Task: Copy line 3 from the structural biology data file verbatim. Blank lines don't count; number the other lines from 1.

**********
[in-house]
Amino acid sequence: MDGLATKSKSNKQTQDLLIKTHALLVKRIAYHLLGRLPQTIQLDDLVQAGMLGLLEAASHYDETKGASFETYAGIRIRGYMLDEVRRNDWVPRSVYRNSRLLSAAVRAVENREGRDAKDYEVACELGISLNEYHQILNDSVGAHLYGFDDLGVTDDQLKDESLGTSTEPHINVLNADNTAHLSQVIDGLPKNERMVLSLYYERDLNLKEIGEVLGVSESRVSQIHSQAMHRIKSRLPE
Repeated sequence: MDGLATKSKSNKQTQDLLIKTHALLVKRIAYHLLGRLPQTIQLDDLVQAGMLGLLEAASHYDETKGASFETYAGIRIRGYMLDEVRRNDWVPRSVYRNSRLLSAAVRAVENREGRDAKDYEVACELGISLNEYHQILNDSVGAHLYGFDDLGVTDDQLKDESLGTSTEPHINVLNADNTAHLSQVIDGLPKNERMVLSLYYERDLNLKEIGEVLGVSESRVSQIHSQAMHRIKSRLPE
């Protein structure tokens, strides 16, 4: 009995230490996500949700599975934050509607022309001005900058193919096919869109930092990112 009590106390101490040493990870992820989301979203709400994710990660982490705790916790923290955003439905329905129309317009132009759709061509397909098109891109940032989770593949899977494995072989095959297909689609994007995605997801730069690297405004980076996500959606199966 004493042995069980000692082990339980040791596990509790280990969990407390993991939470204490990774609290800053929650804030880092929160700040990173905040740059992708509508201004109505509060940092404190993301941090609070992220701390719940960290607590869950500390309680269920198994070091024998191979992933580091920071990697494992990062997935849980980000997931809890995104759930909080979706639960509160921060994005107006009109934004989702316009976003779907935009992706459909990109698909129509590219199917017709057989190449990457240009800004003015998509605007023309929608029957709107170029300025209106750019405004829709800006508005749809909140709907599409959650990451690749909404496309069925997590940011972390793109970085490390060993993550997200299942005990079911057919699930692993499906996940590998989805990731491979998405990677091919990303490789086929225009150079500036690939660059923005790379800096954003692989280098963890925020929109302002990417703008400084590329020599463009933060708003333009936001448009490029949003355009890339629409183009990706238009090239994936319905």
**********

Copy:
Repeated sequence: MDGLATKSKSNKQTQDLLIKTHALLVKRIAYHLLGRLPQTIQLDDLVQAGMLGLLEAASHYDETKGASFETYAGIRIRGYMLDEVRRNDWVPRSVYRNSRLLSAAVRAVENREGRDAKDYEVACELGISLNEYHQILNDSVGAHLYGFDDLGVTDDQLKDESLGTSTEPHINVLNADNTAHLSQVIDGLPKNERMVLSLYYERDLNLKEIGEVLGVSESRVSQIHSQAMHRIKSRLPE